It looked like we had a couple days of good weather ahead and we planned to take full advantage. Although I had no real reason to, given the late sunrise, I was still getting up early, brewing some coffee in the lobby, backing up my remaining SD card, and loading images into my traveling Lightroom catalog. I have a small, portable harddrive tied to my Surface tablet, and I am also keeping all the images on the SD card, at least until it’s full. If I keep this up, I’m not terribly concerned about losing the extra cards—they were empty.
Hali is one of a cluster of simple, nice guesthouses that sit as satellite buildings surrounding a a common dining hall, check-in, and museum; all within a working ranch above the coastline. Our building has a common area with a few amenities, coffee, tea, and plenty of nightly beer. It is here that we gather morning and evening to share processing tips, strategize for the coming days, and basically get to know each other. The group has bonded nicely, and it’s good to have a few nights in one place.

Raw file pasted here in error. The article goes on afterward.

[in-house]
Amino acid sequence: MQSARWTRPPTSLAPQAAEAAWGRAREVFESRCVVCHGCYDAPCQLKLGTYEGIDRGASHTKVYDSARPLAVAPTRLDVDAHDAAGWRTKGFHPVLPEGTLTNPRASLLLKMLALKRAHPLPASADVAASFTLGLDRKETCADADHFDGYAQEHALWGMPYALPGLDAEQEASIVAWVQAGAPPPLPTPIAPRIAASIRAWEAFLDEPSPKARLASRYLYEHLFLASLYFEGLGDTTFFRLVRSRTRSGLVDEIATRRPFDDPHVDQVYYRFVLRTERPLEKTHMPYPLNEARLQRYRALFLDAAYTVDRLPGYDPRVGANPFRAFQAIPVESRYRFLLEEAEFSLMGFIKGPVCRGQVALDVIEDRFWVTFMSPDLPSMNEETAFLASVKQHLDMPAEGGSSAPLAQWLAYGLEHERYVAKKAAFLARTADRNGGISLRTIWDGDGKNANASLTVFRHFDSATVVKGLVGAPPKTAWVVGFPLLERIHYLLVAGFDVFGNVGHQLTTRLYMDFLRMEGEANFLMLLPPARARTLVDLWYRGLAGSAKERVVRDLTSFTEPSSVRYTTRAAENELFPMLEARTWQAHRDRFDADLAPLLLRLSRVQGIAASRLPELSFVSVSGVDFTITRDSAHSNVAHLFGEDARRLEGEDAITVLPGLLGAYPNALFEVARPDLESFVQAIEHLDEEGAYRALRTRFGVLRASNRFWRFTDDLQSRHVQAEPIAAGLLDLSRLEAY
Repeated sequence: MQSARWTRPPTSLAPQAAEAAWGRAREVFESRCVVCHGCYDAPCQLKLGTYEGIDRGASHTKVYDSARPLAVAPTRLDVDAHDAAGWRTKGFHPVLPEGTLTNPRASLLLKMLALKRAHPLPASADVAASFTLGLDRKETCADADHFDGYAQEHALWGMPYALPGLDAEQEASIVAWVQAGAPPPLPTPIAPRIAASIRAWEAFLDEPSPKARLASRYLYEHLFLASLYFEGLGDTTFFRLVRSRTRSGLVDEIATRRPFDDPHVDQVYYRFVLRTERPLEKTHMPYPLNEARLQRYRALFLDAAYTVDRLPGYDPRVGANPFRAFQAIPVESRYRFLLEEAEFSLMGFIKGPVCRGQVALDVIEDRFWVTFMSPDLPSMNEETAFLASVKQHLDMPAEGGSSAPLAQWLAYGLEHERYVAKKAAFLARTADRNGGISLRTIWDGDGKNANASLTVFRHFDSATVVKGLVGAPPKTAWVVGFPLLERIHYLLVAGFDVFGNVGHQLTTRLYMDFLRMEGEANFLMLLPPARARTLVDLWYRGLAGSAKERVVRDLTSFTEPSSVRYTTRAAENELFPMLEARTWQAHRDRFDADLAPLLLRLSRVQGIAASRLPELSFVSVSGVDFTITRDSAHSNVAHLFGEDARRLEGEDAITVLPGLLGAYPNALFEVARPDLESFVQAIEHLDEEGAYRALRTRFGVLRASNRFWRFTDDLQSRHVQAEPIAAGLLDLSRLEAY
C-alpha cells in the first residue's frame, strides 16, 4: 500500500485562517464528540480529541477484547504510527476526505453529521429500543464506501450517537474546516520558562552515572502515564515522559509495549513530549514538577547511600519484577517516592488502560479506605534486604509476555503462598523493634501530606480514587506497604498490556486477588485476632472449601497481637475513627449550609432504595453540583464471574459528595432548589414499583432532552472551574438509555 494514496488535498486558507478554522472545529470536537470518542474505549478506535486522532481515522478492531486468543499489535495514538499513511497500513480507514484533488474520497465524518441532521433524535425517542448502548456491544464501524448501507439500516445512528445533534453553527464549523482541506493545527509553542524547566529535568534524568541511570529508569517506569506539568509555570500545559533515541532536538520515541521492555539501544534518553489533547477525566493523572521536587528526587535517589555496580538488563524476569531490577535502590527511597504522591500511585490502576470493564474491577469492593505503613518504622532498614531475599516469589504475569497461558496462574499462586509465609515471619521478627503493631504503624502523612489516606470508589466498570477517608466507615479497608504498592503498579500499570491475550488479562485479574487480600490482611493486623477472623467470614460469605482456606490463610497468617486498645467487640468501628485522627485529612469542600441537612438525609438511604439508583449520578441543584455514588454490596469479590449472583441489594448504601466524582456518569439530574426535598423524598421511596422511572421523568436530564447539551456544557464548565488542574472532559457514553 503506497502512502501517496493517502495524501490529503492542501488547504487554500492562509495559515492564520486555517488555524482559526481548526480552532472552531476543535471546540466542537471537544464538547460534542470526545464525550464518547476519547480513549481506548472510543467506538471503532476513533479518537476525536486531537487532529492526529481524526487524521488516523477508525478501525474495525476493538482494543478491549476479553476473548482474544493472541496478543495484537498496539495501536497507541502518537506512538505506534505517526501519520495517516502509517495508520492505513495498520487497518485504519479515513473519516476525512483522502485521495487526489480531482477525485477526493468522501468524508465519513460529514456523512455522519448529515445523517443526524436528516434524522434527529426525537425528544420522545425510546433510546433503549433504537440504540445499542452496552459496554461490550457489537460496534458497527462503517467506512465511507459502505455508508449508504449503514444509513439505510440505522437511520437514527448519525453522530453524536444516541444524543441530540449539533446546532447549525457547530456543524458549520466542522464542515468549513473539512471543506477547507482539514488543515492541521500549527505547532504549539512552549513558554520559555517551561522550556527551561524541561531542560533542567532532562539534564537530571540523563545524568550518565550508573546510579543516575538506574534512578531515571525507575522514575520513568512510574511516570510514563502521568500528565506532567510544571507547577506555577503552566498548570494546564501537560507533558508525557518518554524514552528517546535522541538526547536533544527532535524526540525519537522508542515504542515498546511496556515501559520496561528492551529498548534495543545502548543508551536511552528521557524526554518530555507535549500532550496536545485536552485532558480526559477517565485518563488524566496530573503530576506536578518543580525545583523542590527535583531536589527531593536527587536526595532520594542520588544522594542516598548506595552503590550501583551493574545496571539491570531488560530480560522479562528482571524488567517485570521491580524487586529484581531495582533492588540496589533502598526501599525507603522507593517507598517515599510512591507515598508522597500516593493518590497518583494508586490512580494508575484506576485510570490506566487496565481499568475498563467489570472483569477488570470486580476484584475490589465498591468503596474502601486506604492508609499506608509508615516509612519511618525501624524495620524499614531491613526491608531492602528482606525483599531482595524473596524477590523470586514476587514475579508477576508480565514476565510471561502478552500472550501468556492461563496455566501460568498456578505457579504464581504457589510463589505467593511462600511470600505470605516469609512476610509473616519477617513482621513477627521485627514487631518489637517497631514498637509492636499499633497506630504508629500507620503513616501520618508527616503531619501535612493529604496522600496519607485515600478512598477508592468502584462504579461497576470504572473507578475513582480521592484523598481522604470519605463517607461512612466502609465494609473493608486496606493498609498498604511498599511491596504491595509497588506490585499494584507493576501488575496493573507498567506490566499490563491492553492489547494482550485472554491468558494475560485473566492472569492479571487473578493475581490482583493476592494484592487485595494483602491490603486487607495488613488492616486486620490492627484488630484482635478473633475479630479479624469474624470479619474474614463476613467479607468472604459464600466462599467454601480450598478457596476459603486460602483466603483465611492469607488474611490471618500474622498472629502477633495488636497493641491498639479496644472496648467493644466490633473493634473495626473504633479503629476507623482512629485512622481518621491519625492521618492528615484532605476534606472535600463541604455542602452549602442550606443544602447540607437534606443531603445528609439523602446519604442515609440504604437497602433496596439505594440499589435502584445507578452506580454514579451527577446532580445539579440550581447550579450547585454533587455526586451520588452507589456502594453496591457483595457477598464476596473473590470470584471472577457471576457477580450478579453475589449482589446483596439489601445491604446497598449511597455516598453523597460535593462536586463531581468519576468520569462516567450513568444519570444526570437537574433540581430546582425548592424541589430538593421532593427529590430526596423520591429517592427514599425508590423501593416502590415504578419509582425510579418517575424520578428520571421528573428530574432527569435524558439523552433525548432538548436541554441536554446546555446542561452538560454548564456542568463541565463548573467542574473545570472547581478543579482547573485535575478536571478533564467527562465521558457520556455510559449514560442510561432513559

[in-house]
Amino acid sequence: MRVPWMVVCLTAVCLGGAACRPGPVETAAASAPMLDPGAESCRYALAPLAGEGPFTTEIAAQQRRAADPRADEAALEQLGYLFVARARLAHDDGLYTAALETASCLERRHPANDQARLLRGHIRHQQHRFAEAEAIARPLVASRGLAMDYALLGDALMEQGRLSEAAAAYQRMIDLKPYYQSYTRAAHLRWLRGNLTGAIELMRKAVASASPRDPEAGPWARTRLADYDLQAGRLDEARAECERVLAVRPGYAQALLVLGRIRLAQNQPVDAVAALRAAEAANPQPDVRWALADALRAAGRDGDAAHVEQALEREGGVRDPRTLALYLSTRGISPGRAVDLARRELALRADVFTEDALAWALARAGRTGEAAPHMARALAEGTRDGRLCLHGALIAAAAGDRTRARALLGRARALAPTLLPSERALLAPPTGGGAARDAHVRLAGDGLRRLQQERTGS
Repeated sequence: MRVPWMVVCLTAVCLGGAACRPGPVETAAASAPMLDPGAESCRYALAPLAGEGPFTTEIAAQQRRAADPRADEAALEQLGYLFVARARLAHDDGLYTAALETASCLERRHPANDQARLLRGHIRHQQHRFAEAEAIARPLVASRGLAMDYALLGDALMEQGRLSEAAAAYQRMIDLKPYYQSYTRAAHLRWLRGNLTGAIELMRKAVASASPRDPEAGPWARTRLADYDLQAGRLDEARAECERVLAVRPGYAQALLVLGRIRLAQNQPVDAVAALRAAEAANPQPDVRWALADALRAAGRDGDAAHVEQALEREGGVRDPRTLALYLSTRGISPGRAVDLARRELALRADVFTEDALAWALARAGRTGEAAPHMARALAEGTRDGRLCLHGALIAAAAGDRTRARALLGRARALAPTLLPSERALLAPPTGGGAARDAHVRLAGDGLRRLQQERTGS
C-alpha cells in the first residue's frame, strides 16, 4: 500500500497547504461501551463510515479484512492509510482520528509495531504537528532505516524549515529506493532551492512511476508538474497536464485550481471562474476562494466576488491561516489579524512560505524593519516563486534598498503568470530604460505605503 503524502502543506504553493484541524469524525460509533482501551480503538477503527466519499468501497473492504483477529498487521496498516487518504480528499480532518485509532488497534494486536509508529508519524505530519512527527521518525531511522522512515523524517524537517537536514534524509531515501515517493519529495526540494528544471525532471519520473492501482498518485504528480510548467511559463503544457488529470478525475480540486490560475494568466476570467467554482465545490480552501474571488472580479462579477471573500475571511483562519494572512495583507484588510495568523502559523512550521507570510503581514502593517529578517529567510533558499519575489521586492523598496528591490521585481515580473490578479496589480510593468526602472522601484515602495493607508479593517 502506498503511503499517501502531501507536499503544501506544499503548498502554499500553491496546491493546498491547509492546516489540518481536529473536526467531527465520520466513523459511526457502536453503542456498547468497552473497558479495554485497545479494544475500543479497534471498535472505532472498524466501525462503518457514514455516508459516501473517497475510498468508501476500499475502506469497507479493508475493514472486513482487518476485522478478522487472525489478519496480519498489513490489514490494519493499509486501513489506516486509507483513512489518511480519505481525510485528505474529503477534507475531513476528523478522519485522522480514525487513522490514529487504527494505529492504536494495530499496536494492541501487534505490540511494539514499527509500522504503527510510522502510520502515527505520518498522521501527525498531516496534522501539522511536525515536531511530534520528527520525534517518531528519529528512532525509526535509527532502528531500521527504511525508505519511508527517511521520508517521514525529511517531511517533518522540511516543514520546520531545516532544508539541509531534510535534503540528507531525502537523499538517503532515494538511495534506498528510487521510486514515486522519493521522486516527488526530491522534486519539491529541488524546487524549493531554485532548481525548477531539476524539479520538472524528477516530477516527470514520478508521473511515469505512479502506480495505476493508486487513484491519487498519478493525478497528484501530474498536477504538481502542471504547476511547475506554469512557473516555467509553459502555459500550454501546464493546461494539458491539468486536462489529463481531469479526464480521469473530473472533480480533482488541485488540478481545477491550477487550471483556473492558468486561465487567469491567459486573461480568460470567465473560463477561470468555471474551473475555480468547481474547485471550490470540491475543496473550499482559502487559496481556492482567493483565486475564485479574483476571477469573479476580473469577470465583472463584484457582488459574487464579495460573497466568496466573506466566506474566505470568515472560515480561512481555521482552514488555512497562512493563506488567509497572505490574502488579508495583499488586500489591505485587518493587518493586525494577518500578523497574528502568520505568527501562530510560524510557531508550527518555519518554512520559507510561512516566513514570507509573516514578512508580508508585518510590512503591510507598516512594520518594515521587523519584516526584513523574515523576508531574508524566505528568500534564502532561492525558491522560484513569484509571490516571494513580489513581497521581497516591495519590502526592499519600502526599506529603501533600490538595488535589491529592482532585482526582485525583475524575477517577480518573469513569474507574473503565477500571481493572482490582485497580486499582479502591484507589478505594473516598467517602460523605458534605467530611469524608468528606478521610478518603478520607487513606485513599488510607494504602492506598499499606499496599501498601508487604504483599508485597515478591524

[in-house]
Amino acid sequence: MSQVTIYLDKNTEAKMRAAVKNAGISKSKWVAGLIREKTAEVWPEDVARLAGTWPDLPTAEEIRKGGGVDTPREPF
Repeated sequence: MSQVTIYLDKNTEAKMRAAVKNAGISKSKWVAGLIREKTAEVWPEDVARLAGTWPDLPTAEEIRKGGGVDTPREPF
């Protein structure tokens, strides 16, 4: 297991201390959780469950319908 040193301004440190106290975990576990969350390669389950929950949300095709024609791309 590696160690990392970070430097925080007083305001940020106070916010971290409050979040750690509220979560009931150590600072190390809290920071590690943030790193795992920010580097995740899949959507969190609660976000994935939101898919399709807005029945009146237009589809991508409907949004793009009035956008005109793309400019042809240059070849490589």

We drive up to breakfast and as we exit the van, Thor tells me a stranger left him a voicemail last night. He says that an American couple he talked with during our shoot at the Solheimasandur plane wreck had stumbled on my battery bag, remembered Thor Photography, and deduced that some silly person in Thor’s group must have left it behind. And, it turns out, they are basically paralleling our travel route and figure we can easily cross paths in the coming days. You might think this would call for the cliché of “only in Iceland”, but I’ve experienced random, yet purposeful, acts of kindness—often revolving around my losing bits of gear—from the islands of Fiji to the jungles of central Africa. People are good.